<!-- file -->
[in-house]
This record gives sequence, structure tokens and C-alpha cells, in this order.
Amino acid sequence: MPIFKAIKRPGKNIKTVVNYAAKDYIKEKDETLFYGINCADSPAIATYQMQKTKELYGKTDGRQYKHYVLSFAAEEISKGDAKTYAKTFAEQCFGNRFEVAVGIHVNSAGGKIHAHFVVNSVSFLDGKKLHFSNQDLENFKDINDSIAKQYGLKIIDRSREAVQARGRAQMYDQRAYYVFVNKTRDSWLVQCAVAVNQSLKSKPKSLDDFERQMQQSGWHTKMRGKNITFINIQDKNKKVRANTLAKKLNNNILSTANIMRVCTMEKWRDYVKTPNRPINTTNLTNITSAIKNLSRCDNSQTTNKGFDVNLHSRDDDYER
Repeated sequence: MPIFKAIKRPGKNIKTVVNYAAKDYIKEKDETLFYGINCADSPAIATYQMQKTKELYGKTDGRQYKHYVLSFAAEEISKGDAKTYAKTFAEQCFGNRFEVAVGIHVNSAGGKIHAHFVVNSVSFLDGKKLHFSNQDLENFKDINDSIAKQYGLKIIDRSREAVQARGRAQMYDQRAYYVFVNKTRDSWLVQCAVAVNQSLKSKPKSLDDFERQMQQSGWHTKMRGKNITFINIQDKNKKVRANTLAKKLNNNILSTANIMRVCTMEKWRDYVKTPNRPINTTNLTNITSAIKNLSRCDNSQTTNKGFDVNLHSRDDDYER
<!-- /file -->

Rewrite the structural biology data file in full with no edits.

[in-house]
This record gives sequence, structure tokens and C-alpha cells, in this order.
Amino acid sequence: MPIFKAIKRPGKNIKTVVNYAAKDYIKEKDETLFYGINCADSPAIATYQMQKTKELYGKTDGRQYKHYVLSFAAEEISKGDAKTYAKTFAEQCFGNRFEVAVGIHVNSAGGKIHAHFVVNSVSFLDGKKLHFSNQDLENFKDINDSIAKQYGLKIIDRSREAVQARGRAQMYDQRAYYVFVNKTRDSWLVQCAVAVNQSLKSKPKSLDDFERQMQQSGWHTKMRGKNITFINIQDKNKKVRANTLAKKLNNNILSTANIMRVCTMEKWRDYVKTPNRPINTTNLTNITSAIKNLSRCDNSQTTNKGFDVNLHSRDDDYER
Repeated sequence: MPIFKAIKRPGKNIKTVVNYAAKDYIKEKDETLFYGINCADSPAIATYQMQKTKELYGKTDGRQYKHYVLSFAAEEISKGDAKTYAKTFAEQCFGNRFEVAVGIHVNSAGGKIHAHFVVNSVSFLDGKKLHFSNQDLENFKDINDSIAKQYGLKIIDRSREAVQARGRAQMYDQRAYYVFVNKTRDSWLVQCAVAVNQSLKSKPKSLDDFERQMQQSGWHTKMRGKNITFINIQDKNKKVRANTLAKKLNNNILSTANIMRVCTMEKWRDYVKTPNRPINTTNLTNITSAIKNLSRCDNSQTTNKGFDVNLHSRDDDYER